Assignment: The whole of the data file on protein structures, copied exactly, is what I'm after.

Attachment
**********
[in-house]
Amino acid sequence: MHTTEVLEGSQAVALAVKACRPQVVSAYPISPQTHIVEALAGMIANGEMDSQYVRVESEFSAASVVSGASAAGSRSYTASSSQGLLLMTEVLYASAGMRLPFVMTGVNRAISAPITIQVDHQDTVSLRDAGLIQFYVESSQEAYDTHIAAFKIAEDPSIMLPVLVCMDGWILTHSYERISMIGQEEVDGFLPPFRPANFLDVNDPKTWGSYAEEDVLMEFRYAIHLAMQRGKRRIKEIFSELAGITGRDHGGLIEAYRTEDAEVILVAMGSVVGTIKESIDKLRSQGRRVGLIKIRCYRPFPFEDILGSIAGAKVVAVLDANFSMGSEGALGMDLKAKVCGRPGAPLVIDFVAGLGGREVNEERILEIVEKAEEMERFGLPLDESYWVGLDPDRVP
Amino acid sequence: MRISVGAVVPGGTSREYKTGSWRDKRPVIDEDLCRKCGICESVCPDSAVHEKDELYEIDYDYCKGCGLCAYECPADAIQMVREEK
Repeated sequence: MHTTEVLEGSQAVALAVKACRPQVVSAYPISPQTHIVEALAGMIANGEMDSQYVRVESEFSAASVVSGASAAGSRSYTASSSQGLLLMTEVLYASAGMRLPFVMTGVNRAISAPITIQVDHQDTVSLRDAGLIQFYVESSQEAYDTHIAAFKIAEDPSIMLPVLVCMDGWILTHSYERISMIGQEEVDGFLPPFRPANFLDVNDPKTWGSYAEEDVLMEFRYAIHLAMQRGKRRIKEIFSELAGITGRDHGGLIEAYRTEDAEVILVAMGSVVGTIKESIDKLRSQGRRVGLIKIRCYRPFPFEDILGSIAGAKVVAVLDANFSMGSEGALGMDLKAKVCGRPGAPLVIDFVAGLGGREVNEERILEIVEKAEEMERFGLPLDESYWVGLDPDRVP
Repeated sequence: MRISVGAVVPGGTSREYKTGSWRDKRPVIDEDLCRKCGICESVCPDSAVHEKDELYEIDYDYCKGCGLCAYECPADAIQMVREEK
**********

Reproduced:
[in-house]
Amino acid sequence: MHTTEVLEGSQAVALAVKACRPQVVSAYPISPQTHIVEALAGMIANGEMDSQYVRVESEFSAASVVSGASAAGSRSYTASSSQGLLLMTEVLYASAGMRLPFVMTGVNRAISAPITIQVDHQDTVSLRDAGLIQFYVESSQEAYDTHIAAFKIAEDPSIMLPVLVCMDGWILTHSYERISMIGQEEVDGFLPPFRPANFLDVNDPKTWGSYAEEDVLMEFRYAIHLAMQRGKRRIKEIFSELAGITGRDHGGLIEAYRTEDAEVILVAMGSVVGTIKESIDKLRSQGRRVGLIKIRCYRPFPFEDILGSIAGAKVVAVLDANFSMGSEGALGMDLKAKVCGRPGAPLVIDFVAGLGGREVNEERILEIVEKAEEMERFGLPLDESYWVGLDPDRVP
Amino acid sequence: MRISVGAVVPGGTSREYKTGSWRDKRPVIDEDLCRKCGICESVCPDSAVHEKDELYEIDYDYCKGCGLCAYECPADAIQMVREEK
Repeated sequence: MHTTEVLEGSQAVALAVKACRPQVVSAYPISPQTHIVEALAGMIANGEMDSQYVRVESEFSAASVVSGASAAGSRSYTASSSQGLLLMTEVLYASAGMRLPFVMTGVNRAISAPITIQVDHQDTVSLRDAGLIQFYVESSQEAYDTHIAAFKIAEDPSIMLPVLVCMDGWILTHSYERISMIGQEEVDGFLPPFRPANFLDVNDPKTWGSYAEEDVLMEFRYAIHLAMQRGKRRIKEIFSELAGITGRDHGGLIEAYRTEDAEVILVAMGSVVGTIKESIDKLRSQGRRVGLIKIRCYRPFPFEDILGSIAGAKVVAVLDANFSMGSEGALGMDLKAKVCGRPGAPLVIDFVAGLGGREVNEERILEIVEKAEEMERFGLPLDESYWVGLDPDRVP
Repeated sequence: MRISVGAVVPGGTSREYKTGSWRDKRPVIDEDLCRKCGICESVCPDSAVHEKDELYEIDYDYCKGCGLCAYECPADAIQMVREEK